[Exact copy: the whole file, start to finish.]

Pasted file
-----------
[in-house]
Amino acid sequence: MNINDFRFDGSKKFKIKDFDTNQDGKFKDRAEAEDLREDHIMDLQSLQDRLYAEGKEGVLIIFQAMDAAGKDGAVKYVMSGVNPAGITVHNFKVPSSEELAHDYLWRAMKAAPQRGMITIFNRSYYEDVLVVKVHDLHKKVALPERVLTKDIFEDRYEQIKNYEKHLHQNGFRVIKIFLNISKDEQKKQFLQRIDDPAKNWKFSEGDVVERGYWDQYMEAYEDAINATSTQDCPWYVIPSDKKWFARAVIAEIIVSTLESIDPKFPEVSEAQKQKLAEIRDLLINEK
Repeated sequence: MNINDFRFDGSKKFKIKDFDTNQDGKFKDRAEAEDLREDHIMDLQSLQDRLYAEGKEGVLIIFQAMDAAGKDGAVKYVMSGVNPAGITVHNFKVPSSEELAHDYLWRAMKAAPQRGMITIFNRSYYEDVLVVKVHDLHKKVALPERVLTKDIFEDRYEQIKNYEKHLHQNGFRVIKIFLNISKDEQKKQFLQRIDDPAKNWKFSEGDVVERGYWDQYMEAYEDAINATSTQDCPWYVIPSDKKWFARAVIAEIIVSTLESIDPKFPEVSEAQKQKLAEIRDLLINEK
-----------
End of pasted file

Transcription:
[in-house]
Amino acid sequence: MNINDFRFDGSKKFKIKDFDTNQDGKFKDRAEAEDLREDHIMDLQSLQDRLYAEGKEGVLIIFQAMDAAGKDGAVKYVMSGVNPAGITVHNFKVPSSEELAHDYLWRAMKAAPQRGMITIFNRSYYEDVLVVKVHDLHKKVALPERVLTKDIFEDRYEQIKNYEKHLHQNGFRVIKIFLNISKDEQKKQFLQRIDDPAKNWKFSEGDVVERGYWDQYMEAYEDAINATSTQDCPWYVIPSDKKWFARAVIAEIIVSTLESIDPKFPEVSEAQKQKLAEIRDLLINEK
Repeated sequence: MNINDFRFDGSKKFKIKDFDTNQDGKFKDRAEAEDLREDHIMDLQSLQDRLYAEGKEGVLIIFQAMDAAGKDGAVKYVMSGVNPAGITVHNFKVPSSEELAHDYLWRAMKAAPQRGMITIFNRSYYEDVLVVKVHDLHKKVALPERVLTKDIFEDRYEQIKNYEKHLHQNGFRVIKIFLNISKDEQKKQFLQRIDDPAKNWKFSEGDVVERGYWDQYMEAYEDAINATSTQDCPWYVIPSDKKWFARAVIAEIIVSTLESIDPKFPEVSEAQKQKLAEIRDLLINEK